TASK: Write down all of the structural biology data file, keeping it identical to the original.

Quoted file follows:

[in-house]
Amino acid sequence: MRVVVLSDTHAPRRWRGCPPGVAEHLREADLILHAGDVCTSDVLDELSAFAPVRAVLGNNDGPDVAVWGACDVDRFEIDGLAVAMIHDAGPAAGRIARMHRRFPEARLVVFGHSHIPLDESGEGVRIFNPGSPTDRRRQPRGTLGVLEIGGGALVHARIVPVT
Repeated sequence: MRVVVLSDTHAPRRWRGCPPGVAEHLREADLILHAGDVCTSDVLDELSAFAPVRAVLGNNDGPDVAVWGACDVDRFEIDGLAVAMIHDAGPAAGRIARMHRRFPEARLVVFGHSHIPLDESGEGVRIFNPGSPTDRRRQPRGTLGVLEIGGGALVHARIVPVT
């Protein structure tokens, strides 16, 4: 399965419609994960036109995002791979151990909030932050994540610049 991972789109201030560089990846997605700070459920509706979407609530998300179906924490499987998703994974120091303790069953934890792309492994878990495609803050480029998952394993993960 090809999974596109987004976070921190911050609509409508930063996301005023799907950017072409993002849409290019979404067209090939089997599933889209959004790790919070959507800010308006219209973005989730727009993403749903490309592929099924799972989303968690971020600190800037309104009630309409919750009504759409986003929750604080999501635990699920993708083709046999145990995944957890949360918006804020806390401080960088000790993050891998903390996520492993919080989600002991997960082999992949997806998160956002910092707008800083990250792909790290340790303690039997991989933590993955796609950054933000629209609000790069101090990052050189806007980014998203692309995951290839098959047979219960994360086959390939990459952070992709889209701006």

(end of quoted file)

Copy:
[in-house]
Amino acid sequence: MRVVVLSDTHAPRRWRGCPPGVAEHLREADLILHAGDVCTSDVLDELSAFAPVRAVLGNNDGPDVAVWGACDVDRFEIDGLAVAMIHDAGPAAGRIARMHRRFPEARLVVFGHSHIPLDESGEGVRIFNPGSPTDRRRQPRGTLGVLEIGGGALVHARIVPVT
Repeated sequence: MRVVVLSDTHAPRRWRGCPPGVAEHLREADLILHAGDVCTSDVLDELSAFAPVRAVLGNNDGPDVAVWGACDVDRFEIDGLAVAMIHDAGPAAGRIARMHRRFPEARLVVFGHSHIPLDESGEGVRIFNPGSPTDRRRQPRGTLGVLEIGGGALVHARIVPVT
């Protein structure tokens, strides 16, 4: 399965419609994960036109995002791979151990909030932050994540610049 991972789109201030560089990846997605700070459920509706979407609530998300179906924490499987998703994974120091303790069953934890792309492994878990495609803050480029998952394993993960 090809999974596109987004976070921190911050609509409508930063996301005023799907950017072409993002849409290019979404067209090939089997599933889209959004790790919070959507800010308006219209973005989730727009993403749903490309592929099924799972989303968690971020600190800037309104009630309409919750009504759409986003929750604080999501635990699920993708083709046999145990995944957890949360918006804020806390401080960088000790993050891998903390996520492993919080989600002991997960082999992949997806998160956002910092707008800083990250792909790290340790303690039997991989933590993955796609950054933000629209609000790069101090990052050189806007980014998203692309995951290839098959047979219960994360086959390939990459952070992709889209701006």